Tag Archives: Feedback

MicroLite Impresses Reviewer

The author of this post The Sorry State of .NET ORMs recently got in contact to let me know how impressed he was with MicroLite and that it came out top among all the ORMs he tested.

I won’t re-post his entire review, but here are a few points I appreciated:

MicroLite will actually not only configure much of its use by convention, but also will handle things like opening/closing connections for you, pooling your connections and much, much more.

It’s nice to see convention based mapping we added in an earlier version has helped reduce the setup of a new application and to understand some of the work MicroLite saves you from having to do yourself to get data between your application and database.

The documentation had me up and running in less than 10 minutes from knowing absolutely nothing about the lib

This is great! documentation is always the least fun thing to do as a developer and keeping it up to date and meaningful is always a challenge so it’s nice to know we’re doing a good job.

All in all, I have to admit to being very impressed.

Thank you!

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MicroLite Comparison Feedback pt2

Following on from yesterdays post, I wanted to address this comment separately:

“PetaPoco just “feels” simpler to use and less like the clunky Spring/Hibernate syntax I wanted to avoid. But it doesn’t appear to be actively maintained. Then again, there are 500+ hits on Stackoverflow (always a useful measure 😉 ) for PetaPoco, and 6 for MicroLite.”

Ignoring the configuration element to MicroLite which we discussed in yesterdays post, how does it differ getting our database access?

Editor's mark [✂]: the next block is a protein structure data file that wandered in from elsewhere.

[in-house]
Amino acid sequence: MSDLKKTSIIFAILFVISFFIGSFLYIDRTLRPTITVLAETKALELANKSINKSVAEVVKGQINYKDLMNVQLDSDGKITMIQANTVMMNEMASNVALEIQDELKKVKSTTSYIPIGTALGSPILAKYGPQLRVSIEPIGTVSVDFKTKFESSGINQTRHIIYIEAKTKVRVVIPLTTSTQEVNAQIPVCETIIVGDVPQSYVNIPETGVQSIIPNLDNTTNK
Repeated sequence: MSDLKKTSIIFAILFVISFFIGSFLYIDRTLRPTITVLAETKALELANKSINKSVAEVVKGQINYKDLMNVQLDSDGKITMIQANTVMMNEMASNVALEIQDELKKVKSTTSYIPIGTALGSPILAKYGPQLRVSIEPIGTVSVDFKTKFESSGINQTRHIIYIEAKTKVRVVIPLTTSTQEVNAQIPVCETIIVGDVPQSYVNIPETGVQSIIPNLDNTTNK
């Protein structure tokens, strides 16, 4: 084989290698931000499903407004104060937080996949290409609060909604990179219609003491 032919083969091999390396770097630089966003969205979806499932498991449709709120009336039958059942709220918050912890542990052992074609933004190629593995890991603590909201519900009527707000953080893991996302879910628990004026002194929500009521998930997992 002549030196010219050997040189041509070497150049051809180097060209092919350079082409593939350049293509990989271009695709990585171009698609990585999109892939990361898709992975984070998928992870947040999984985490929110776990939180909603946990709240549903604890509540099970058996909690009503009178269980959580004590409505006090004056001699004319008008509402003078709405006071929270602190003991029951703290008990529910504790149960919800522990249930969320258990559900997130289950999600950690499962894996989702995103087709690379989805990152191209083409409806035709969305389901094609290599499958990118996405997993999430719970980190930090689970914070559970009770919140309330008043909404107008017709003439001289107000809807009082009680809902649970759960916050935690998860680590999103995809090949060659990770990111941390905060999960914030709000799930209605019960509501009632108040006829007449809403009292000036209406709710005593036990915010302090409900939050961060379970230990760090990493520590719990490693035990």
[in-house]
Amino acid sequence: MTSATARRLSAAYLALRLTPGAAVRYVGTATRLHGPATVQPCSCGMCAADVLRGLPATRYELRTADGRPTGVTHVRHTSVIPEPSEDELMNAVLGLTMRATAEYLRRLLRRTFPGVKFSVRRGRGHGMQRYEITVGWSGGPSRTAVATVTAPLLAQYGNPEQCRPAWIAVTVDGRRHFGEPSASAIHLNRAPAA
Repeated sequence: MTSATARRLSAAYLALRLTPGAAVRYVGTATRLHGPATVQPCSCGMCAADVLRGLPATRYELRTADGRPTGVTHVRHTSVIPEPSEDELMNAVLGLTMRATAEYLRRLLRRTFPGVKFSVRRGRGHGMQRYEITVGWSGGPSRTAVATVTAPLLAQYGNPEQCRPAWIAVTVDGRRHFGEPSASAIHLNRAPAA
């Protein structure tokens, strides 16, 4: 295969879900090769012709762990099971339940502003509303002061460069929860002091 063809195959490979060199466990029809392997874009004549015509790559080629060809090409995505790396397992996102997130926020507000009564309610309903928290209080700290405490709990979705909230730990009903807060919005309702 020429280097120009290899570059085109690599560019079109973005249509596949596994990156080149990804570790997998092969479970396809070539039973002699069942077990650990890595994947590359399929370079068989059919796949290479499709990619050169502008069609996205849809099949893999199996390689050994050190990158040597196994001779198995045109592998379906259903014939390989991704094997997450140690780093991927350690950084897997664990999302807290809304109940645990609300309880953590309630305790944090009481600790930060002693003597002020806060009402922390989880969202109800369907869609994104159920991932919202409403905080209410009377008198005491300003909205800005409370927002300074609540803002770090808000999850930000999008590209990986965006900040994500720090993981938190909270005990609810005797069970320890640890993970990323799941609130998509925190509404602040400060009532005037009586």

// MicroLite
using (var session = sessionFactory.OpenSession())
{
    ...
}

// PetaPoco
using (var database = new Database("sqlite"))
{
    ...
}

OK, they’re pretty similar. How about using a transaction?

// MicroLite
using (var transaction = session.BeginTransaction())
{
    ...
    transaction.Complete();
}

// PetaPoco
using (var transaction = database.GetTransaction())
{
    ...
    transaction.Complete();
}

Again, almost identical.

Something that MicroLite offers is the option to override the IsolationLevel which by default is ReadCommitted.

// MicroLite
session.BeginTransaction(IsolationLevel.Serializable))

PetaPoco provides an alternative method for managing the transaction although I’m not sure what the difference is between them or why you need 2 ways to do the same thing.

// PetaPoco method 2
database.BeginTransaction();
...
database.CompleteTransaction();

Overall so far things are pretty similar. So how about the common methods used in most applications?

MicroLite 4.0.1
Delete Delete(object instance)
Delete(Type type, object identifier)
Insert Insert(object instance)
InsertOrUpdate(object instance)
Select (single) Single<T>(object identifier)
Single<T>(SqlQuery sqlQuery)
Select (many) Fetch<T>(SqlQuery sqlQuery)
Paged<T>(SqlQuery sqlQuery, PagingOptions pagingOptions)
Projection(SqlQuery sqlQuery)
Update Update(object instance)
InsertOrUpdate(object instance)
PetaPoco 5.0.1
Delete Delete(object poco)
Delete(string tableName, string primaryKeyName, object poco)
Delete(string tableName, string primaryKeyName, object poco, object primaryKeyValue)